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Fred Phelps, the controversial founder of Westboro Baptist Church, died last week. If you want to know more about Fred, you’ll have to read elsewhere. Was he really excommunicated from his church near the end of his life? I don’t know. In a case of reverse-Damascus-road, is it true he was a civil-rights lawyer as a young man? Weird, if true.
I am more interested in the reaction to Phelps’s death. It seemed like even before he was pronounced dead, I saw all sorts of writing and posts about God’s mercy, even for Fred. Christians seemed to be tripping over themselves trying to do outdo one another in being gracious and compassionate to Fred. It reminded me of the reaction by some to the death of Osama bin Laden. Every possible precaution taken to avoid triumphalism, recrimination, or celebration.
I get it. Trying to be Christ-like. Turning the other cheek. Going the extra mile. No judgment. Not mimicking the hateful bile of Phelps. But some of it felt a little self-righteous, maybe even moralistic. A bit of me wondered if this reaction was really authentic. It felt too smooth and easy. Did it suppress all the pain this man has caused? Were we too quickly whitewashing all the vitriol he has spewed?
I also saw some of the opposite reaction to Phelps’s death. “Let him rot in hell!” “Glad he’s dead.” “May he receive tenfold what he gave.” I understand this reaction too, even if I don’t endorse it. It has a visceral truth to it. Too often when watching the TV news, I find myself muttering, “I hope there is special place in hell for people like that.”
We move toward the cross in this season of Lent. We consider once more what it means, what was accomplished. Recent discussions of “atonement theory”—what did Christ’s death do and show and change—have been plentiful. The reactions to Fred Phelps’s death share some of the same shades and wrinkles as these atonement conversations. (For a helpful glance at atonement conversations, look the interview “Abuse, Violence, Sacrifice, and the Cross,” with Gabriel Fackre, George Hunsinger and Leanne Van Dyk, in Perspectives a few years ago.)
There has been a strong push to understand what Christ’s death accomplished in non-violent terms. By and large, I have great sympathy for this. None of us want Jesus’s death to be understood as a violent father releasing his anger by abusing his child. A god placated by blood would seem to have more in common with some primitive idol than the God of Abraham, Isaac, and Jacob. At a slightly more sophisticated level, pitting the persons of the Trinity against each other is just bad theology. Even terms like wrath, worthiness, punishment, or holiness, while somewhat scriptural, carry so much freight, and have been distorted in such unfortunate ways, that I often think we Christians should give them a 200 year hiatus.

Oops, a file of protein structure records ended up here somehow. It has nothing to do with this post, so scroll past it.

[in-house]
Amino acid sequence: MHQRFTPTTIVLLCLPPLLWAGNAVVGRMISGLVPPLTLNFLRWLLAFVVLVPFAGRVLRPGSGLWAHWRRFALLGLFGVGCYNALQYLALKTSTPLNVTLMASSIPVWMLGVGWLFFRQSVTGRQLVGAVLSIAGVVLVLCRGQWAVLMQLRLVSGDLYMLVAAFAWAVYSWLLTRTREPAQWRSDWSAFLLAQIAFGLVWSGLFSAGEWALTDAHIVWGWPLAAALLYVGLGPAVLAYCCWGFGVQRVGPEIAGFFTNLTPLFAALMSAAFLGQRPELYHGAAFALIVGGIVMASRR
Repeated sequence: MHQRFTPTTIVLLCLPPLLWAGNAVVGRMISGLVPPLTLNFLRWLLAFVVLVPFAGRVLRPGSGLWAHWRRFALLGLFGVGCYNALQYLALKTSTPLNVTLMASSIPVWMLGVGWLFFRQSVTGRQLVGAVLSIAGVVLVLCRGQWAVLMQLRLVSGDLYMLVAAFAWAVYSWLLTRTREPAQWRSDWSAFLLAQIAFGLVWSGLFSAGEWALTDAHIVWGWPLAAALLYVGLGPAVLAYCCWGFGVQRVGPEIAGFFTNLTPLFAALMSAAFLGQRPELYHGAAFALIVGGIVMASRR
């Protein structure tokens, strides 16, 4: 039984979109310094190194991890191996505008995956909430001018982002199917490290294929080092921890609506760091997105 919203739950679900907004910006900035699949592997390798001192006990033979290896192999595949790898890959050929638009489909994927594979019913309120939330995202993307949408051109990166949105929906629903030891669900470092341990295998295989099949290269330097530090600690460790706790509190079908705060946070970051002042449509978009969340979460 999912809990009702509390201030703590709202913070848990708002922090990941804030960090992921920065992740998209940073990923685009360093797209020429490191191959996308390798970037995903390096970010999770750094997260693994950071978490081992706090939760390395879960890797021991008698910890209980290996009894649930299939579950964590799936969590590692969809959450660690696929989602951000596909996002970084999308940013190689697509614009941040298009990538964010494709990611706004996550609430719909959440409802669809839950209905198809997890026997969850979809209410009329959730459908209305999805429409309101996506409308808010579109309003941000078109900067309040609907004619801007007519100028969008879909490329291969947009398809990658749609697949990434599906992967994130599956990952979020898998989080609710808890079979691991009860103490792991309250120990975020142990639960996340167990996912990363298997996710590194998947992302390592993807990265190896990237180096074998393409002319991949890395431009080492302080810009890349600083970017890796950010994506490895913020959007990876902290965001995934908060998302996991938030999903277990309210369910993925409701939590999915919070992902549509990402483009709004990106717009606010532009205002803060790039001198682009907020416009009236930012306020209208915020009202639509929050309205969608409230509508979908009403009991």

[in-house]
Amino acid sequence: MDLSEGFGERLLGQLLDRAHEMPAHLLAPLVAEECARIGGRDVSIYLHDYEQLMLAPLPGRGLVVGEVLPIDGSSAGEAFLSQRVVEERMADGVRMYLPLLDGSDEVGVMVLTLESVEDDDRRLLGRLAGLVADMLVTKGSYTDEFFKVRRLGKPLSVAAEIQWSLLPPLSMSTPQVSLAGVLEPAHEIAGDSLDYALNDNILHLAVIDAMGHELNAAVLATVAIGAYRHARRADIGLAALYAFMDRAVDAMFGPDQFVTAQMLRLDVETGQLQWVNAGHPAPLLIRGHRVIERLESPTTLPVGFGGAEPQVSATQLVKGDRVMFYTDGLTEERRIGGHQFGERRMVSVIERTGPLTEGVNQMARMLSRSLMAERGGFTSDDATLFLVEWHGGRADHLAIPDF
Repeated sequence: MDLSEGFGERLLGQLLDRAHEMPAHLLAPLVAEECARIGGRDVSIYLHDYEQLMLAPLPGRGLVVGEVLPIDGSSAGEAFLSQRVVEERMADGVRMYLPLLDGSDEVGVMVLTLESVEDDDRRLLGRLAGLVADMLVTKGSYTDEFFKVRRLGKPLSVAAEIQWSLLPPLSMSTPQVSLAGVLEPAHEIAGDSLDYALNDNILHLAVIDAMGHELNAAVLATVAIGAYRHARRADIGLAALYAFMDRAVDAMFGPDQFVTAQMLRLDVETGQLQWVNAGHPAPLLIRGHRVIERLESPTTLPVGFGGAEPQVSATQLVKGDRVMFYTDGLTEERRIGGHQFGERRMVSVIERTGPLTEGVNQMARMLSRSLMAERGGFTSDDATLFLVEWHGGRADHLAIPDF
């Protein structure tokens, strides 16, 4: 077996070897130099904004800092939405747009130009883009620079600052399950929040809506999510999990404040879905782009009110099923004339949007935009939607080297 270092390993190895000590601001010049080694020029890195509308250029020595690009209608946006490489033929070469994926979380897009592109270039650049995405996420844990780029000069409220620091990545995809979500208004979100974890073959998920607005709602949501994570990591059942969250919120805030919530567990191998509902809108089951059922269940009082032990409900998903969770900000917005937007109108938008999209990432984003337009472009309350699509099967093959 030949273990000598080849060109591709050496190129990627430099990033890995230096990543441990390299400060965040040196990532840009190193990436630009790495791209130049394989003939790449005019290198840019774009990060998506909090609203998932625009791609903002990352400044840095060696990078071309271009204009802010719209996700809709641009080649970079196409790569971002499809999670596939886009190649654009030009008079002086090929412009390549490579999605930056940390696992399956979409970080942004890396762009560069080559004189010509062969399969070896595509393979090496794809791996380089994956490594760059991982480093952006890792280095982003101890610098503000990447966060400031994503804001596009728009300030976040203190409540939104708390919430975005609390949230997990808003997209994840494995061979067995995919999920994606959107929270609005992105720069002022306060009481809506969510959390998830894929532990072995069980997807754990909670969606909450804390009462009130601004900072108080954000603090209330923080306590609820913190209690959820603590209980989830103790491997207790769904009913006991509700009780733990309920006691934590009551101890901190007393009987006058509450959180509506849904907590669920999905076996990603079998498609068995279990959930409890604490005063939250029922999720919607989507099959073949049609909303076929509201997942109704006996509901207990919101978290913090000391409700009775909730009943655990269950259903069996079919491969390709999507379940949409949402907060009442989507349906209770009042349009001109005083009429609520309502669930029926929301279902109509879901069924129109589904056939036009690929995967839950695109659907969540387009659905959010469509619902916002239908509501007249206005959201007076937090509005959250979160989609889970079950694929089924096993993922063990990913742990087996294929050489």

That being said, I also wonder if some of the more recent directions in atonement theory, and some of the gushingly gracious reactions to Phelps’s death, forget that love has a cost. Grace is difficult. Forgiveness is painful. God did not wave a magic wand or casually shake the cosmic Eth-a-Sketch to redeem creation. God chose the costly love of incarnation, servanthood, and death.
When I think about Fred Phelps’s destiny, I don’t mind if God embraces him as one more wayward child robed in the gleaming wholeness of Christ. I’m glad to err toward what Richard Mouw calls the “generous option.”
But somehow I also want Fred to be surprised, maybe even shamed, when he is welcomed by God and he considers his past. I wouldn’t mind if it was all rather uncomfortable at first, a jostling embrace. I know almost nothing about the Roman Catholic doctrine of purgatory. Yet the notion of an after-death purgation, a vigorous scrubbing and wringing, doesn’t seem wholly inappropriate.
This raises at least two questions. Does purgation, some sort of regret and shame over our past, imply that the life, death and resurrection of Jesus are not enough? A little bit must still be done? And if Fred needs to be shaken and purged a bit before resting in God’s eternal light, then wouldn’t the same be true for each of us?
As for those who shout, “Let Fred Phelps rot in hell!” are they only giving voice to that warped and wounded heart in all of us? Aren’t they unknowingly calling down condemnation on themselves and the rest of us broken creatures, we whose peccadillos are just less public or flagrant than Fred’s? I try to stifle my secret sympathies for those who scream for judgment, fearing I’m only feeding my dark side. But I wonder if their hateful shrieks carry a muffled, albeit distorted, call for justice, for wrongs to be made right, for victims to receive recompense?
“It is finished,” said Jesus as he hung on the cross. All is accomplished. All is completed. Does that include the end of all shame, all purgation, and all judgment?